Alexander Johns: This is something Kyle and I discussed in some depth during the process of founding the space. In some ways, I think letting go of those desires has been beneficial to us as far as helping the artists we work with to realize their own visions.

Artsy: In your opinion, what makes a gallery successful?

AJ: Success, I think, can look like a lot of things depending on your perspective. For us at least, or the people we most admire, it probably has more to do with providing a space around which a certain vibe can grow, or a community can be supported, or a conversation can be carried a little further. I don’t really trust the market to determine what’s good or not in the short term, or what’s a successful artistic enterprise.

Artsy: Do artists make better gallerists?

KJ: Some artists put on much better shows because they have more beautiful brains and less filters and a better understanding of materials and space and time and texture. A lot of artists make terrible gallerists because they are disorganized or too imprecise or too selfish.

AJ: In some respects I think they certainly do. Hopefully artists have a more holistic concept of what constitutes success, what art can be, one that’s not as cynical or concerned with a bottom-line somewhere.


Ortega y Gasset Projects


Lauren Frances Adams, Eleanna Anagnos, Joshua Bienko, Eric Hibit, Fritz Horstman, Will Hutnick, Leeza Meksin, Sarah Rushford, Zahar Vaks, Sheilah Wilson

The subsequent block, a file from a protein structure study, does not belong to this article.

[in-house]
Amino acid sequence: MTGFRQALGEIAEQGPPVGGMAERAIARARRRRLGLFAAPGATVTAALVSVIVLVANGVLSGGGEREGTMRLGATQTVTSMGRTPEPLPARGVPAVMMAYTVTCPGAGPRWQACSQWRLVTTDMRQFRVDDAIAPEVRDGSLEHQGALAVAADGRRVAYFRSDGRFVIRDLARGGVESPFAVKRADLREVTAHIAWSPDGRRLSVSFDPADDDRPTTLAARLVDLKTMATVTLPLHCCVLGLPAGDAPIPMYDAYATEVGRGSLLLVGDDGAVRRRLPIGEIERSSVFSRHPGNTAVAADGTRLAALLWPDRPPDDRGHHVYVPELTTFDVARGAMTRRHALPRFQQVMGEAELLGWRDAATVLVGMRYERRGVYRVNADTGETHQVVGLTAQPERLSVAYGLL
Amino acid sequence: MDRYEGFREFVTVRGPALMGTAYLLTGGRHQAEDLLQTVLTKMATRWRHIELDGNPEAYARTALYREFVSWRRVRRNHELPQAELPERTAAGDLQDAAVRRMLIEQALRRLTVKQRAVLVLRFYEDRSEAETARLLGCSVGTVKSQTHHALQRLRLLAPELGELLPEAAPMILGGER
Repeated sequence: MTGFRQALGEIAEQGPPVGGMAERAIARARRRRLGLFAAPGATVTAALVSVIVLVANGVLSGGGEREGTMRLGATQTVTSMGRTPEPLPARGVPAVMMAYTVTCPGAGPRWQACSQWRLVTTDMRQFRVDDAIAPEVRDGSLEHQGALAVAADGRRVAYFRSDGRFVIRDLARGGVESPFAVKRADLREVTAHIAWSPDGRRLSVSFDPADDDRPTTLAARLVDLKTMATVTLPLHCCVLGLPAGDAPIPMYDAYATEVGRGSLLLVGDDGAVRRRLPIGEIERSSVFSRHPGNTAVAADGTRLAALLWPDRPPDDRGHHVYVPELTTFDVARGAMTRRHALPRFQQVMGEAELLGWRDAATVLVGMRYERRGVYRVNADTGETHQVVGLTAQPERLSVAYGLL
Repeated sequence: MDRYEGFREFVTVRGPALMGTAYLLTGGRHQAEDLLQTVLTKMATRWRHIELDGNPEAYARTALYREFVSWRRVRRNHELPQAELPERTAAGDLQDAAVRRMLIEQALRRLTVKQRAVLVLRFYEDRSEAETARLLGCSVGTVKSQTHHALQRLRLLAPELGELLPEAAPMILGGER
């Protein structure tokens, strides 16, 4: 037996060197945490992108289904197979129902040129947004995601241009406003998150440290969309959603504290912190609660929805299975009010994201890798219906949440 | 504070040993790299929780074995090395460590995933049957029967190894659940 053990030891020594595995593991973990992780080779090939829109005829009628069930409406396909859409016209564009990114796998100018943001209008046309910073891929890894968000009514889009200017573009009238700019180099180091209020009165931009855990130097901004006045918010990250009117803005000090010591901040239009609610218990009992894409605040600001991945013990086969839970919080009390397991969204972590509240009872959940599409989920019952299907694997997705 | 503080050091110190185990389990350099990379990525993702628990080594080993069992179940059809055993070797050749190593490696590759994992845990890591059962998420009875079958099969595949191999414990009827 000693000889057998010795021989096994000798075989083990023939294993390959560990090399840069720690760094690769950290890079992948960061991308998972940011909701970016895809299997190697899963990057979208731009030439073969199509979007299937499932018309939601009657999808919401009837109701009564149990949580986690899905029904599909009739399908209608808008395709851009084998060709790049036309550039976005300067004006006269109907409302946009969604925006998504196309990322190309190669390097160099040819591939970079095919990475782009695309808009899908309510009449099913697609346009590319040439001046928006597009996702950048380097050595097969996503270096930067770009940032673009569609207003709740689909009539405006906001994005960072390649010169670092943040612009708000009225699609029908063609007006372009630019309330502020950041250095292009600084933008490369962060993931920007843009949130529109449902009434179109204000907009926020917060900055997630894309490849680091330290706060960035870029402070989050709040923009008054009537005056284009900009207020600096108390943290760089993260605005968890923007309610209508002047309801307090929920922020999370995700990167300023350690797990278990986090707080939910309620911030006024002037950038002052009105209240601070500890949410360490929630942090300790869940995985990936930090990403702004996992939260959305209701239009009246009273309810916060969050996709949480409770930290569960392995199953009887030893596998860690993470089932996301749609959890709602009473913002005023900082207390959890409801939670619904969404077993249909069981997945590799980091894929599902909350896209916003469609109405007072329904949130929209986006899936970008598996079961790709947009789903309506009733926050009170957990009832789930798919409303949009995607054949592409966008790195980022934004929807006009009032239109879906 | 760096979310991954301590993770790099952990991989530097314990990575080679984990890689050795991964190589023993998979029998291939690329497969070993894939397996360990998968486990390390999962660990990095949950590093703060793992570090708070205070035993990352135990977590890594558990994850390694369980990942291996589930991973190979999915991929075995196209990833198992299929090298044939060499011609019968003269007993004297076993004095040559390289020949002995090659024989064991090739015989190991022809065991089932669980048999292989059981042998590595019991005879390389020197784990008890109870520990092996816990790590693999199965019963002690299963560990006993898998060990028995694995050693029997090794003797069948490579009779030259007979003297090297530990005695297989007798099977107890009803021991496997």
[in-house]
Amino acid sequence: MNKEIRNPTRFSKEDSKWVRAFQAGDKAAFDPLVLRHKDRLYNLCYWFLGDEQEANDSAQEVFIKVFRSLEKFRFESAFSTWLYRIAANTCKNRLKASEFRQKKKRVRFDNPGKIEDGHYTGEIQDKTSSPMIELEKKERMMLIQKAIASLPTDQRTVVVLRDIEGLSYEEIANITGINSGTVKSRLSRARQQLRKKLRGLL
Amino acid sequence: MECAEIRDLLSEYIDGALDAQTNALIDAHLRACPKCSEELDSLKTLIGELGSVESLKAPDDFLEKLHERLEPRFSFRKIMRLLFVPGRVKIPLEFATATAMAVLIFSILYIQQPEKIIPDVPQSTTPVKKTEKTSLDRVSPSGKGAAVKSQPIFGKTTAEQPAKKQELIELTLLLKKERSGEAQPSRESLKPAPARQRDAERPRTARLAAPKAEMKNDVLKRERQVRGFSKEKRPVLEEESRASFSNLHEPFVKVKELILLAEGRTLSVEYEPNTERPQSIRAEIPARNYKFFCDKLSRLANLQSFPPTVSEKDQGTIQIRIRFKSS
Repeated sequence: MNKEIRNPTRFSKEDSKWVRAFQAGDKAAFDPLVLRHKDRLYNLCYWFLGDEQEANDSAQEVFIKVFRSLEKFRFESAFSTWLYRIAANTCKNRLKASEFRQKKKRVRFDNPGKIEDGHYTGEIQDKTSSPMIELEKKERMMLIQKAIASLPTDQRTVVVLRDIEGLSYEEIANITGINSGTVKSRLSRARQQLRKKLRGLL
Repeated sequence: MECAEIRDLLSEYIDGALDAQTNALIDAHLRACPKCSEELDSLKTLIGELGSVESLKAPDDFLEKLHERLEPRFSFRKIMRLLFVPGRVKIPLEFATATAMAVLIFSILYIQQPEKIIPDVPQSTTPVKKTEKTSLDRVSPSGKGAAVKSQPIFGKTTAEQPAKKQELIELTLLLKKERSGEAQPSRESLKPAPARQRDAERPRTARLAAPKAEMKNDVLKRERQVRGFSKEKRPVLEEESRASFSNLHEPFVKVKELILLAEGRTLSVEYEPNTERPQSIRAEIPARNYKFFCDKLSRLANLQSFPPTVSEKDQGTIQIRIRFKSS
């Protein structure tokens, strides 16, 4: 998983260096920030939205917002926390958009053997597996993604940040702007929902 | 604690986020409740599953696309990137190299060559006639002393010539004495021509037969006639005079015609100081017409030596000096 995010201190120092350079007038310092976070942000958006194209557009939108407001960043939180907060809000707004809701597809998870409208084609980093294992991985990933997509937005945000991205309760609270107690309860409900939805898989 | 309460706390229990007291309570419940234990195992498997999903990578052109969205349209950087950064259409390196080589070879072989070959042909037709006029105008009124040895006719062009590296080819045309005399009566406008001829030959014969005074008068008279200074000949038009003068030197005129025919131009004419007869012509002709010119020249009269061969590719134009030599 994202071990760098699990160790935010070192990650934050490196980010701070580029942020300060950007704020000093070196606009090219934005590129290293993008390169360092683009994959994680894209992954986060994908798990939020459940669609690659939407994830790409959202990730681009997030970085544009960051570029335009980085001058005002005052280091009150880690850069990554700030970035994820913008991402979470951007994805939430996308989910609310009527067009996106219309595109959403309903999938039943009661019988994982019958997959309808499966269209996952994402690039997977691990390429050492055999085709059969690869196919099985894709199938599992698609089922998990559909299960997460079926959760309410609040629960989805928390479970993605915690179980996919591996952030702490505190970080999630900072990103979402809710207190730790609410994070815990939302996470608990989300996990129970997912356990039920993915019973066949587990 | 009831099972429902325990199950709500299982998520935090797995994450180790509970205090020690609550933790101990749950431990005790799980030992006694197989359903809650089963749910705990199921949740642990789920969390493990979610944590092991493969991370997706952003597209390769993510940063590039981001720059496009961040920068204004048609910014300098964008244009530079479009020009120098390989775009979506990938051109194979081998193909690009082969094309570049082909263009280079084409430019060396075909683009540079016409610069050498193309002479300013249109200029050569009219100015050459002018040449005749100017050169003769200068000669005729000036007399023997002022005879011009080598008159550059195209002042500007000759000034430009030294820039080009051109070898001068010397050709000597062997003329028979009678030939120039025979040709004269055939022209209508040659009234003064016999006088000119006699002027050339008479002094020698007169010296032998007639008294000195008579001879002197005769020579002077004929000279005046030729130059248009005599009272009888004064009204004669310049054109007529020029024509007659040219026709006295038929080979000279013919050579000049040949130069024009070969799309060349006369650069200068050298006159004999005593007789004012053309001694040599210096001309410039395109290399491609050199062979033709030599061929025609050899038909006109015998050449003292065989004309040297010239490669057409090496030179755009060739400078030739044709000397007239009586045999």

The Old American Can Factory, 363 Third Ave, Gowanus, Brooklyn

Installation view "Imaginary Monuments," at Ortega Y Gasset Projects, New York. 2015, with members Eleanna Anagnos, Zahar Vaks, Will Hutnick, Sheilah Wilson, Sarah Rushford, Leeza Meksin, Eric Hibit, Joshua Bienko, Lauren Frances Adams, Fritz Horstman pictured below. 

Installation view "Imaginary Monuments," at Ortega Y Gasset Projects, New York. 2015, with members Eleanna Anagnos, Zahar Vaks, Will Hutnick, Sheilah Wilson, Sarah Rushford, Leeza Meksin, Eric Hibit, Joshua Bienko, Lauren Frances Adams, Fritz Horstman pictured below. 

After moving back to New York from Ohio in 2013, Leeza Meksin felt inspired. She called her friends and fellow artists, Sheilah Wilson, Lauren Adams, and Karla Wozniak, and proposed initiating a long-distance artist collective with a physical gallery space in Brooklyn. Since then, the collective has expanded to include 10 members, based in cities from Knoxville to Boston, and opened a new space in Gowanus this past spring. With 12 shows per year (in addition to satellite shows in other spaces), and each member taking turns as curator, the gallery’s program includes primarily group shows that connect artists from their various communities, drawing through lines that transcend regional boundaries.


Artsy: How do you balance your own art practices with running the gallery?

Eleanna Anagnos: By running the gallery together, we’ve built a close, supportive community that supports our own practices, too. For example, we have group critiques of our own work, and the feedback we share with each other is invaluable. Running the gallery together and managing our own practices, they feed each other.